While being the Minister for Social Affairs, Mr Othman Wok was also an officer cadet in the fledgling People's Defence Force (PDF).
But he did not receive any special treatment, recalled 70-year-old Tien Chao Heng yesterday.
"It was an inspiration to all of us, because here was someone who was a minister that was getting the same tongue-lashing and shouting as us," he said.
Mr Tien was an officer cadet with Mr Othman in the 1960s, when both men volunteered to serve in the PDF, a corps of volunteer soldiers that would train on weekends.
The pioneer Cabinet minister, who died on Monday aged 92, was 41 when he joined the PDF.
After his memorial service yesterday, Mr Tien and other volunteers recounted their time in military service with one of the nation's founding fathers.
Mr Othman was a man who, despite his political stature, was respectful and humble and loved to crack jokes, they said. "He never talked down to people... he behaved like he was one of us," said Mr Tien.
The men gave nicknames to one another, and Mr Othman's was "Ozzy".
A former MP for Pasir Panjang, Mr Abbas Abu Amin, said Mr Othman always respected officers with a higher rank. Mr Abbas held the rank of major in the PDF and he said Mr Othman, then a captain, always saluted him first. "We all thought that no matter how high your rank was in the army, you should always respect a minister, but the moment (Mr Othman) is in uniform, he would be respecting you as a senior officer," said Mr Abbas.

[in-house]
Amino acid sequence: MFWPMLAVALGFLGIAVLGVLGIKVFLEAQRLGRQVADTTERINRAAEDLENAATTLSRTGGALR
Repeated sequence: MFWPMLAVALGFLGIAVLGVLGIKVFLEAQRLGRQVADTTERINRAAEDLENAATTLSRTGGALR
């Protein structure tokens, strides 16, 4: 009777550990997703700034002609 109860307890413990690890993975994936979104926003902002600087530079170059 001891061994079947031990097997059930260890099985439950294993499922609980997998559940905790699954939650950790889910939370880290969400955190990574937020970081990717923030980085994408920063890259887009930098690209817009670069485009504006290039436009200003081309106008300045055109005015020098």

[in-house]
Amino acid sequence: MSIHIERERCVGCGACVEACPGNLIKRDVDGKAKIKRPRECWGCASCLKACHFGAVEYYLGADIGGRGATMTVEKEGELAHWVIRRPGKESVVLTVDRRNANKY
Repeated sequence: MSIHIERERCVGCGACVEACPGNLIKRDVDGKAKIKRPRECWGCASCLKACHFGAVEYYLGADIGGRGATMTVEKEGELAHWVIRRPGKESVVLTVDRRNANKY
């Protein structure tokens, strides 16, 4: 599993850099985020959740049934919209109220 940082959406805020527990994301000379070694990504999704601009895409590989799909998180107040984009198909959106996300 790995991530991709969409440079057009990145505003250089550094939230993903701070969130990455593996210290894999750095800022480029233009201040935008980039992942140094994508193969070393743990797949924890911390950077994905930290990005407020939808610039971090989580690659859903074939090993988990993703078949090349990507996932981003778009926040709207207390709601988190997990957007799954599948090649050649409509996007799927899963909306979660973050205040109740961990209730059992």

Mr Tien said that in those early days, the camaraderie among the men was high. They would joke with one another to soften the blow of tough training in the jungle and the "not-so-palatable" food.
"If someone asked how the food was, we would say 'the chilli sauce was nice' or 'the light sauce was delicious'," said Mr Tien with a chuckle.
In his eulogy yesterday, Prime Minister Lee Hsien Loong paid tribute to Mr Othman for volunteering with the PDF at a time when the country "urgently needed to build up the Singapore Armed Forces".
Other pioneer ministers who were also in the volunteer force included Mr Ong Pang Boon, now 88, and Mr Jek Yeun Thong, now 86.
Mr Othman would go on to march in the first National Day Parade in 1966 as an officer cadet, and then as a lieutenant leading the PDF contingent the following year.
"Othman was one of several ministers who volunteered, to set an example and underline the importance of defence," said Mr Lee.